Make this Matcha Latte Recipe – It’s Buzzy, Nutritious and Plant-Based

Get a gentle and sustainable boost of energy from this delicious matcha latte recipe.

matcha latte
Credit: Kate Gavlick

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Looking for a healthy way to start your day that doesn’t involve coffee but won’t leave you in a caffeine-less foggy funk? This plant-based matcha latte is a seriously delicious way to gently boost your energy, without the need for any fancy latte tools or equipment. With just a high-speed blender, four ingredients, and less than five minutes, this matcha latte is ready to be sipped and savored.

Buying the Ingredients for Your Matcha Latte Recipe

Unlike other tea-based lattes, which are made from steeped tea bags, this trendy beverage is made with matcha green tea powder.

The Health Benefits of Matcha Powder

green matcha powder for a matcha latte recipe
Kate GavlickCredit: Kate Gavlick

Matcha powder comes from steamed and dried whole green tea leaves, which is why this striking green powder has so many associated health benefits.

Matcha is filled with antioxidants and powerful plant compounds that have anti-carcinogenic properties, specifically their potential to induce cancer cell death and inhibit cancer cell growth, according to a 2008 review published in Chinese Medicine1. These benefits extend to cancers of the bladder, breast, colon, rectum, and prostate, according to the review. And what’s more, these antioxidants are also potent free-radical scavengers, which help to prevent and reduce damaging oxidative stress to cells and DNA.

When purchasing matcha powder, look for a USDA organic certification (we love Navitas Matcha Powder), and seek out procuts stored in a sealed, airtight container. Matcha is very light sensitive, so avoid packages that allow light in. Many tea professionals and experts, including those interviewed by NY Mag2 for its list of the top matcha powder brands, note that matcha tea powder should only come from Japan, as processing there is more consistent and leads to a better-quality final product.

Matcha powder comes in a variety of qualities, or grades. The highest grade is ceremonial, followed by classic, café, and kitchen grade. Ceremony grade boasts the highest price tag and is usually made and harvested with expert care. Kitchen grade is still of good quality, but is recommended for use in baking (like this superfood biscotti with matcha and maca), desserts, and other recipes.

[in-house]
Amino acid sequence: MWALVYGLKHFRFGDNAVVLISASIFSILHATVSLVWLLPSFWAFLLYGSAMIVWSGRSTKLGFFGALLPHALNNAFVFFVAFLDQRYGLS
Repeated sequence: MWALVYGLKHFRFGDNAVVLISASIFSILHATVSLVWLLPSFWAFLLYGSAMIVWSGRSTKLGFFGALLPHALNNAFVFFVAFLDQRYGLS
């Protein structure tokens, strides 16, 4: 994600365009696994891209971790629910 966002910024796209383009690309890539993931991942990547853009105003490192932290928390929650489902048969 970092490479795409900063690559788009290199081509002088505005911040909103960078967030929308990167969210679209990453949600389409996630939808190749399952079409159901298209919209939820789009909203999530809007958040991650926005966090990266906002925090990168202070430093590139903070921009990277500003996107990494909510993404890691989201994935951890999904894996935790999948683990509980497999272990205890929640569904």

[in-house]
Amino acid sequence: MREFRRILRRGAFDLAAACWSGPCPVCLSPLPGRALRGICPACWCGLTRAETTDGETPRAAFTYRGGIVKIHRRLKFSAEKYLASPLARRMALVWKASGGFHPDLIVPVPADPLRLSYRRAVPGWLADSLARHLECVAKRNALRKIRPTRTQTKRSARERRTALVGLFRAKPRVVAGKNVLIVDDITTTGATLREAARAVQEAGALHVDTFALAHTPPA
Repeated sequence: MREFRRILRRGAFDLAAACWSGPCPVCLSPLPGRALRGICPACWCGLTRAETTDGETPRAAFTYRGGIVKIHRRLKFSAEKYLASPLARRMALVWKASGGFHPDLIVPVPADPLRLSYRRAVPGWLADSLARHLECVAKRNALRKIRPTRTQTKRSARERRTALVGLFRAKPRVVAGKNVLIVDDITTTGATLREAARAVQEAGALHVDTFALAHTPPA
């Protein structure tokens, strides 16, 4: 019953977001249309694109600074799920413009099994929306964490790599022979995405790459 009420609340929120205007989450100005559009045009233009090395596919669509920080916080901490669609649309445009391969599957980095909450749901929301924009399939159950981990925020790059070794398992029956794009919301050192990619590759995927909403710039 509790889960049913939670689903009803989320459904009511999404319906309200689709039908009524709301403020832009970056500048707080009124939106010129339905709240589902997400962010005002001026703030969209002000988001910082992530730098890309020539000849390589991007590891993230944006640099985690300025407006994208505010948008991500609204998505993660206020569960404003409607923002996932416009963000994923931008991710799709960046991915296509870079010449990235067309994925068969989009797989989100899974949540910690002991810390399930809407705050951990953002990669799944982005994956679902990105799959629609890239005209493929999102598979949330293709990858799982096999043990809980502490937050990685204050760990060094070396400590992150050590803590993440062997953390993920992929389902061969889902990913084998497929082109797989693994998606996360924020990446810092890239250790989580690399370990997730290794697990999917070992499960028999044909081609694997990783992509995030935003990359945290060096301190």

For this matcha latte recipe, I suggest using classic or café matcha tea grades, which will deliver a delicious taste and still boast numerous health benefits in every sip. And if you want the iced version, make our 3-ingredient iced matcha latte recipe

Matcha Latte Kitchen Prep

how to make a matcha latte recipe
Kate GavlickCredit: Kate Gavlick

Whipping up this matcha latte couldn’t be easier. Simply warm your plant-based milk of choice (almond, cashew, soy, coconut) on the stovetop and place all other ingredients (matcha powder, coconut oil, and maple syrup) into a blender.

Using a high-speed blender helps to create the frothy goodness associated with lattes (we happen to be partial to Vitamix, yes it’s worth the price tag). Although a high-speed blender isn’t required, it helps to make this latte extra creamy and frothy.

And if you want to give your matcha latte even more of a superfood boost, you could also add a few other ingredients! Delicious and turbocharged ingredients to add include maca powder, medicinal mushrooms like chaga or reishi powder, collagen powder (try our marine collagen matcha powder we sell in the OA Shop, it’s delicious and healthful, though not vegan), adaptogenic powders like ashwaganda, or even a tablespoon of coconut butter for extra creaminess.

How to Make a Matcha Latte

hand holding a matcha latte
Kate GavlickCredit: Kate Gavlick
0 Prep

5 min. Cook

5 min. Total

1 Servings



  1. Place the milk in a saucepan on the stove, and bring to a simmer (not a full boil).
  2. In the meantime, combine the matcha powder, coconut oil, and maple syrup in a blender. Pour the hot milk into the blender, and blend on high speed for 40-50 seconds. Add more maple syrup to taste.
  3. Pour into a mug and enjoy immediately.


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Kate Gavlick is a nutritionist with a masters degree in nutrition. Hailing from Portland Oregon, and has a passion... More about Kate Gavlick